[cnit] Who says I am me? I say it is me. I have no reason to trust you.

Eric Burger <eburger@standardstrack.com> Sun, 14 June 2015 18:42 UTC

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From: Eric Burger <eburger@standardstrack.com>
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Date: Sun, 14 Jun 2015 14:42:03 -0400
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References: <D19F23AD.26CEA%richard@shockey.us> <E42CCDDA6722744CB241677169E8365603614617@MISOUT7MSGUSRDB.ITServices.sbc.com> <9588_1434045613_5579CCAD_9588_574_1_fki5dyxdmgyv92b6hugpfuoy.1434045608655@email.android.com> <E6A16181E5FD2F46B962315BB05962D07D354C94@fcc.gov> <9384_1434103912_557AB068_9384_7221_1_B5939C6860701C49AA39C5DA5189448B14C216E0@OPEXCLILM42.corporate.adroot.infra.ftgroup> <D1A05A04.26E84%richard@shockey.us> <E6A16181E5FD2F46B962315BB05962D07D355543@fcc.gov> <557AE9E4.5030205@cs.tcd.ie> <D1A0761F.26EE1%richard@shockey.us> <15E9AA29-E9F1-4DA6-ADA4-E201F8F07B7A@brianrosen.net> <2B0F677F0B95454297753F58D4A07FA30279326B72@FHDP1LUMXC7V31.us.one.verizon.com> <53A932AB-5E5D-41C0-895F-21EC1D4B17D5@brianrosen.net> <E6A16181E5FD2F46B962315BB05962D07D3558F5@fcc.gov> <31D54523-375B-42D6-A621-28A009E2DF20@brianrosen.net> <E6A16181E5FD2F46B962315BB05962D07D35C2D5@fcc.gov>
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Subject: [cnit] Who says I am me? I say it is me. I have no reason to trust you.
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[changing the subject to be meaningful, kind of like a CNAM…]

I fully agree with Henning here for two reasons.

Reason #1: the point of CNIT, STIR, MODERN, et al. is we are not dooming ourselves to simply do IP versions of SS7. We already have that. My expectation is for 99% of the use of CNIT, the calling name will be inserted by the end user equipment (enterprise PBX or SIP phones) or the carrier service provider (mobile, wireline replacement, broadband cable telephony, etc.).

What do we do with the 1% of calls that will come from non-service provider endpoints? E.g., what if you had an open source Foo Fone? The easy answer would be to say you are in a self-signed certificate bind. If you want your name to pop up correctly, pay for a service that will vouch for you. However, the IETF does not mandate business models. So, one could envision some sort of PGP-like web of trust. However, that is on the signing of the name, NOT on the number-to-name translation. Let us be realistic: if I cannot trust the veracity of the name, I cannot trust the veracity of the calling number, so all bets are off anyway.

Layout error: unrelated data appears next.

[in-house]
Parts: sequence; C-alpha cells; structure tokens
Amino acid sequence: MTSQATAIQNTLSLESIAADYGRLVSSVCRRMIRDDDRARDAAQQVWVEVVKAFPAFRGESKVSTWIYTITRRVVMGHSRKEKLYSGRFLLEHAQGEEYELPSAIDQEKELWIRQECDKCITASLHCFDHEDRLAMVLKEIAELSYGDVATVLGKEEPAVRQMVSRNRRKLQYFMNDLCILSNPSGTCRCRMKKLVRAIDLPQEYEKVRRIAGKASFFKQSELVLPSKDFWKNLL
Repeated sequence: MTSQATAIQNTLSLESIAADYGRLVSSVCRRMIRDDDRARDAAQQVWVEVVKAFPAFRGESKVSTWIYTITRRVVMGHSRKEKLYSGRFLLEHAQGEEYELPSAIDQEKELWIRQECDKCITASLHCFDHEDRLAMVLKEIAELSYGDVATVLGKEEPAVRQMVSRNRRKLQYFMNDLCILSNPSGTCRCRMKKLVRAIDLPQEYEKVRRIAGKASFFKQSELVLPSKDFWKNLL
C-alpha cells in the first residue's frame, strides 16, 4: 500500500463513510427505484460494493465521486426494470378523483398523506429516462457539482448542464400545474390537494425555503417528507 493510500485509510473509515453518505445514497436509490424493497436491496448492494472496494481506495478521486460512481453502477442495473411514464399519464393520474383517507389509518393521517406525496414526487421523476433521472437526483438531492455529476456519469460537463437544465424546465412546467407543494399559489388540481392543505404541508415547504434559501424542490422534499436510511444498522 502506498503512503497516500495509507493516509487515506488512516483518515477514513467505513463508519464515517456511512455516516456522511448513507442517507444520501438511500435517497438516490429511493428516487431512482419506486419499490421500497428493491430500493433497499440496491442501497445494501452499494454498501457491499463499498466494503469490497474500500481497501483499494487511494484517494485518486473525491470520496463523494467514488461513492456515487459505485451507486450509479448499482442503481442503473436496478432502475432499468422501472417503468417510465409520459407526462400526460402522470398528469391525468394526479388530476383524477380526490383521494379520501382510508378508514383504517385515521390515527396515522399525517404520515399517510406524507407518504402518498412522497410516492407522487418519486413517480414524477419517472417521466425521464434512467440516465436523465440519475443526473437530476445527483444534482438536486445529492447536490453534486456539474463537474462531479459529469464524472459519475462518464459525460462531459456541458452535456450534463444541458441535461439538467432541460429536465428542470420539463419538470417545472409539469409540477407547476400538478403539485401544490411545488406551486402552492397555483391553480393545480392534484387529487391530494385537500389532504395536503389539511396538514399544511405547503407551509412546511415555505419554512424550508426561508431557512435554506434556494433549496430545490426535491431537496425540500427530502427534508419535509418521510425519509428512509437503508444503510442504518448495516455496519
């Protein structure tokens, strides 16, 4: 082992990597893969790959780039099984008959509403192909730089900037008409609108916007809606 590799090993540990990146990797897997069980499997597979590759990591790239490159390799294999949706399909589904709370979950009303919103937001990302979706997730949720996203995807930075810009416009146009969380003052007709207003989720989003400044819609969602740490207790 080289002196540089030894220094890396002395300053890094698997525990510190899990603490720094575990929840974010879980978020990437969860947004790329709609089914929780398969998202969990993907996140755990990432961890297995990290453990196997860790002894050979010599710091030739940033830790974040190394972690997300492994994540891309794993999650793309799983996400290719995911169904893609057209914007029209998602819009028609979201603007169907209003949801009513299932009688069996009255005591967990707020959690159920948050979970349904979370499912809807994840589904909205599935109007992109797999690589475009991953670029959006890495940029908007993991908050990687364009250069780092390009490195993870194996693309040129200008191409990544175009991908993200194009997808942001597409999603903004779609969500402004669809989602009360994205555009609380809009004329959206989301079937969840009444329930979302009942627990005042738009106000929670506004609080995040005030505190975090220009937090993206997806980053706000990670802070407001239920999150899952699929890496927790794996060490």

I thus see zero need for or value from some third-party number-to-name translation service. This simply replicates all of the evils of the current system when the players are NOT trying to be evil, but only stupid. As an example, see Tim’s emails on how CNAM does not work today at:
Now imagine the third-party number-to-name translation service DOES want to be evil. Yuck!

Nothing in what I have seen in CNIT would *prevent* third-party number validation services or third-party number-to-name services from offering such services. They work today: at my endpoint, *I* decide to do another dip with these services. However, I see nothing in CNIT that would be sensible for such a service to be in the *signaling* path.

Reason #2: if the user or the user’s service provider is in control of inserting the signed calling name, then all of the user privacy arguments evaporate. Who cares that a real calling name, THAT THE USER WANTS DISPLAYED, gets sent in the signaling path? First of all, it is up to the USER to send the information. Second, yes, this is different than today’s North American SS7 configuration. SURPRISE! We are talking SIP, not SS7. We can do whatever we want. Given we have thirty years of knowing sending only the number and later asking for the name is hopelessly broken, why would we want to replicate that? Remember the mantra: “User Control is Good."

It is unquestionably true that we are making it easier for amateurs to find out the calling name by sniffing the signaling. This says they have access to unencrypted signaling (probably already a problem). Moreover, it is saying that they have access to the signaling and yet they DO NOT have any access to a number-to-name translation data base. I would offer the latter is a 0.0000000001% probability. If they have the sophistication to crack sips (OK, not too hard, but not trivial), they have access to any of the public number-to-name data bases out there.

If we do want to protect from, for example, nation-states, we could encrypt the name itself with the public key of the called party. If someone is that paranoid, they will not mind the setup penalty in the signaling. I doubt anyone would use it, but if that is what it takes to get chartered, I’ve got students who can write an I-D that nobody will use but will get a publication ;-)

> On Jun 14, 2015, at 10:25 AM, Henning Schulzrinne <Henning.Schulzrinne@fcc.gov> wrote:
> I just don't see this working. It gets worse in the way you describe since there's no way for the the recipient to know what secret mix of tools the originating carrier used, when they changed that secret mix and what the number may mean. Also, unlike in the fraud case, where you have a good underlying ground truth (the bad guy stole your money or turns out to be a deadbeat), with caller name information, the recipient has no good way to check whether a score of 70 corresponds to anything. They'll only know if somebody asserts "FBI" and it turns out that the caller doesn't have a badge.